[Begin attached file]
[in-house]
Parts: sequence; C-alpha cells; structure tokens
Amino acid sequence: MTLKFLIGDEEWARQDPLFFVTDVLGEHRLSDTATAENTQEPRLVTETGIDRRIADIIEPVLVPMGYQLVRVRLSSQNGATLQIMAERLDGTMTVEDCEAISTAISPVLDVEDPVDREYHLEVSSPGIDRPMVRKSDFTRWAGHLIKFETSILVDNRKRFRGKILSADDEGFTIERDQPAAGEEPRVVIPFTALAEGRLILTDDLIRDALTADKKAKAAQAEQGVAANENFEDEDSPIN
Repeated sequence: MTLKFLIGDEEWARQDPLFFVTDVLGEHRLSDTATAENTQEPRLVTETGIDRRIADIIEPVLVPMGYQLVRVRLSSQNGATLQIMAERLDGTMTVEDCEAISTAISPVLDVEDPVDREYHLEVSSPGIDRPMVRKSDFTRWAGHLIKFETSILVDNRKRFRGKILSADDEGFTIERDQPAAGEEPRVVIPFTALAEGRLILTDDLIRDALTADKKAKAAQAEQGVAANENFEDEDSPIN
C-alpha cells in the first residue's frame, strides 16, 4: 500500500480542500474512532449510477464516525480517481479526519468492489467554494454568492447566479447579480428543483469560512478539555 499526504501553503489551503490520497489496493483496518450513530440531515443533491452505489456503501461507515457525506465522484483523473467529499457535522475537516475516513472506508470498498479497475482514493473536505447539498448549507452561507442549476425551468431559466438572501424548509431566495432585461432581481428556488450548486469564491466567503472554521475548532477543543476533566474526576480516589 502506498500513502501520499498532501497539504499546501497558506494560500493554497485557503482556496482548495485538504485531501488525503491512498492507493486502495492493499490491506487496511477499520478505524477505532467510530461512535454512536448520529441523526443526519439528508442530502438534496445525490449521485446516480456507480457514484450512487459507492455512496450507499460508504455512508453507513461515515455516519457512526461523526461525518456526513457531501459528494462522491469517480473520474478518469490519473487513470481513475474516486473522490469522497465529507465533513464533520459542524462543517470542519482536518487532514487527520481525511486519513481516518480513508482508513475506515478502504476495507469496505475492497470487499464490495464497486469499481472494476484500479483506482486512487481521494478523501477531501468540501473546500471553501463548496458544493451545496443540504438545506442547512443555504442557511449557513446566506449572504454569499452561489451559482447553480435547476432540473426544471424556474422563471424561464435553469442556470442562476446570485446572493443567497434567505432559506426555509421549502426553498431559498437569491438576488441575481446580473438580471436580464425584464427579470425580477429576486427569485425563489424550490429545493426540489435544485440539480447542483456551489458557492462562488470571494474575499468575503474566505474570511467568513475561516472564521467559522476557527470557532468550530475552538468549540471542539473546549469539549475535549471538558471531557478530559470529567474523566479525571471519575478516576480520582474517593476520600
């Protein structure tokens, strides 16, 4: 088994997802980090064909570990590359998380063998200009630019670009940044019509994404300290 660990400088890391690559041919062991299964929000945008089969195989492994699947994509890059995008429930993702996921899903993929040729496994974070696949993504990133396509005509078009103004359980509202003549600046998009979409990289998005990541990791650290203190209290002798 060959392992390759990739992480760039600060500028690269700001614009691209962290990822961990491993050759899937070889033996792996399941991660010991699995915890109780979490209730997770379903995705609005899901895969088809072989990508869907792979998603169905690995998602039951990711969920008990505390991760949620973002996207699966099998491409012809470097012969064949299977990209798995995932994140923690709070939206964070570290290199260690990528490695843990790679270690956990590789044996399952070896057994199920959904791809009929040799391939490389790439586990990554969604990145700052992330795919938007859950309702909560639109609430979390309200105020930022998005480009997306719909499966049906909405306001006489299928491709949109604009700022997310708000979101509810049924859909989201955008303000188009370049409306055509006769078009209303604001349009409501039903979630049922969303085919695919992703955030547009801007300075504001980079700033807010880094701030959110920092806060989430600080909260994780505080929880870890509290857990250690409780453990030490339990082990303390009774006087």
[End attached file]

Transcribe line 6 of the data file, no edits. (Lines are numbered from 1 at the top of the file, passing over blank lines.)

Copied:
């Protein structure tokens, strides 16, 4: 088994997802980090064909570990590359998380063998200009630019670009940044019509994404300290 660990400088890391690559041919062991299964929000945008089969195989492994699947994509890059995008429930993702996921899903993929040729496994974070696949993504990133396509005509078009103004359980509202003549600046998009979409990289998005990541990791650290203190209290002798 060959392992390759990739992480760039600060500028690269700001614009691209962290990822961990491993050759899937070889033996792996399941991660010991699995915890109780979490209730997770379903995705609005899901895969088809072989990508869907792979998603169905690995998602039951990711969920008990505390991760949620973002996207699966099998491409012809470097012969064949299977990209798995995932994140923690709070939206964070570290290199260690990528490695843990790679270690956990590789044996399952070896057994199920959904791809009929040799391939490389790439586990990554969604990145700052992330795919938007859950309702909560639109609430979390309200105020930022998005480009997306719909499966049906909405306001006489299928491709949109604009700022997310708000979101509810049924859909989201955008303000188009370049409306055509006769078009209303604001349009409501039903979630049922969303085919695919992703955030547009801007300075504001980079700033807010880094701030959110920092806060989430600080909260994780505080929880870890509290857990250690409780453990030490339990082990303390009774006087």